Exp Eye Res 2010 Dec 22;91(6):860-5. Epub 2010 Sep 22.
Department of Ophthalmology, University of Nebraska Medical Center, 985840 Nebraska Medical Center, Omaha, NE 68198-5840, USA.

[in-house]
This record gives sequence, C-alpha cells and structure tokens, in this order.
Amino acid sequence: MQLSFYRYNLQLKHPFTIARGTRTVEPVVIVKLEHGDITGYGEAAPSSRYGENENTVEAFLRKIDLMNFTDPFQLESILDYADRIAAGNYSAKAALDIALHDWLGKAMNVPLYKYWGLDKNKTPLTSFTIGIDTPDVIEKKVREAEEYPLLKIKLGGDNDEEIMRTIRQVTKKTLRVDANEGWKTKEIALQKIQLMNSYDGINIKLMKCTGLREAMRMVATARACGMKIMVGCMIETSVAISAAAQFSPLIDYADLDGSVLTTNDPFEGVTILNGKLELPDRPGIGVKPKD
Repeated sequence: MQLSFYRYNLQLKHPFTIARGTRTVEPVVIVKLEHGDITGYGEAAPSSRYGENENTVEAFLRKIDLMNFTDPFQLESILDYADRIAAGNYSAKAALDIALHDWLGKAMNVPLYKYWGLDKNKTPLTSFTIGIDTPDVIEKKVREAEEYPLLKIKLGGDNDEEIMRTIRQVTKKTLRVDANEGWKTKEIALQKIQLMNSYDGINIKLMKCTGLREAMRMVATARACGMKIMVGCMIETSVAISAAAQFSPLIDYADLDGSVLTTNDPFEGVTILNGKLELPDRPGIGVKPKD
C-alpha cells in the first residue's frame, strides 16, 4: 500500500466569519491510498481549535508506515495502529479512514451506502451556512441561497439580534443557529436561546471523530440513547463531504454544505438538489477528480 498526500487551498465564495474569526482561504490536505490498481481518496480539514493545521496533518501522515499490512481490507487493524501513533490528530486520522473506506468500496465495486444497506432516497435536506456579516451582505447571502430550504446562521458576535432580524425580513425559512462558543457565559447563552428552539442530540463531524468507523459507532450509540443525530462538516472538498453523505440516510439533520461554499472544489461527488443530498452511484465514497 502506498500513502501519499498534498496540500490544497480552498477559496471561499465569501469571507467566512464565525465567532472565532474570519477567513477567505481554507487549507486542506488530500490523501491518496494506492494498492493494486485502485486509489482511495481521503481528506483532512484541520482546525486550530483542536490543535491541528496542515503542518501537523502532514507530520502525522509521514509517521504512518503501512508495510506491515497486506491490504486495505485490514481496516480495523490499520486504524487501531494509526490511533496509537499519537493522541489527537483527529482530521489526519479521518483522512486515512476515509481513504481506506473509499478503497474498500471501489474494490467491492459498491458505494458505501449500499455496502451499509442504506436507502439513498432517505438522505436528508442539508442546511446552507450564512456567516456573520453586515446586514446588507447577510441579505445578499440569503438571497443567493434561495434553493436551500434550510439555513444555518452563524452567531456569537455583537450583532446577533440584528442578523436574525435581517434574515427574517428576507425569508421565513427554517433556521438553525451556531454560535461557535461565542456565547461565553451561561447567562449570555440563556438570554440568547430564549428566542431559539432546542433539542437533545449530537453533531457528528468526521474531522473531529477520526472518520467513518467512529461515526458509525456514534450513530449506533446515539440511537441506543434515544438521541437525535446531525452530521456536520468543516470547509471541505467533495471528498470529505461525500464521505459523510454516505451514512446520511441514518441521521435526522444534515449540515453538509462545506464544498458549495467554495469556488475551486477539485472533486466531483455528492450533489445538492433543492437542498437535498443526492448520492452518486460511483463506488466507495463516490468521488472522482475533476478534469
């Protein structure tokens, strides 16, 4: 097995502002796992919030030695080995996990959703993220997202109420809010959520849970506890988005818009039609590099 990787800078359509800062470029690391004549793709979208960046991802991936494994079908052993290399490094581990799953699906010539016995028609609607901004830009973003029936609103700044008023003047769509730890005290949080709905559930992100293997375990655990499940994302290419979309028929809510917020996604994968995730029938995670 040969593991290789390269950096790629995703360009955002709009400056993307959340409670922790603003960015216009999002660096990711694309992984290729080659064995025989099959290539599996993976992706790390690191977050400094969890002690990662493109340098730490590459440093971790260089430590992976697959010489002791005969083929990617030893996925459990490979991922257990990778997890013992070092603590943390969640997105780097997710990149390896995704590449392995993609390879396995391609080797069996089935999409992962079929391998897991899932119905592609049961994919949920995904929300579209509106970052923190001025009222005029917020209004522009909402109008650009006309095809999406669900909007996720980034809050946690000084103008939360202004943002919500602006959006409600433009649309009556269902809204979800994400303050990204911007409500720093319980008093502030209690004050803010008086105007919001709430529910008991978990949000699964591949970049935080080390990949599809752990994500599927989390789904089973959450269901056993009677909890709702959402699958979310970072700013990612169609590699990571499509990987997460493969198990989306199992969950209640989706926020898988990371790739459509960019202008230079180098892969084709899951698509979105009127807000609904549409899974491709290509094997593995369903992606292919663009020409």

This study evaluates aqueous humor dynamics in rhesus monkeys from the University of Florida inbred colony with ocular normotension and naturally occurring ocular hypertension. Eight monkeys with untreated intraocular pressures (IOPs) of less than 18 mmHg in one eye (ONT group) and seven with untreated IOPs of greater than or equal to 18 mmHg in one eye (OHT group) were included in the study. Assessments included central cornea thickness by ultrasound pachymetry, IOP by tonometry, aqueous flow and outflow facility by fluorophotometry, and uveoscleral outflow by mathematical calculation. Animals were sedated with ketamine for all measurements. Values from the two eyes of each animal were averaged, with the exception of one animal that had only one good eye. Comparisons between groups were made by Student's two-tailed unpaired t-tests. Compared to the ONT group, the OHT group had higher IOPs at all times measured (4:00 PM the day before the study, 21.2 ± 6.5 versus 14.4 ± 1.5 mmHg, p = 0.01; 9:00 AM the day of the study, 20.7 ± 6.6 versus 14.8 ± 1.2 mmHg, p = 0.03; 11:00 AM the day of the study, 16.0 ± 1.6 versus 13.3 ± 2.9 mmHg, p = 0.05) and lower aqueous flow (2.12 ± 0.40 versus 4.54 ± 1.11 μl/min, p = 0.0001), outflow facility (0.17 ± 0.10 versus 0.33 ± 0.07 μl/min/mmHg, p = 0.01) and uveoscleral outflow (p < 0.05). The elevated IOP in inbred Florida rhesus monkeys is a result of significantly reduced outflow facility and uveoscleral outflow. These animals also have slower aqueous flow than the ONT animals which does not contribute to the higher IOP.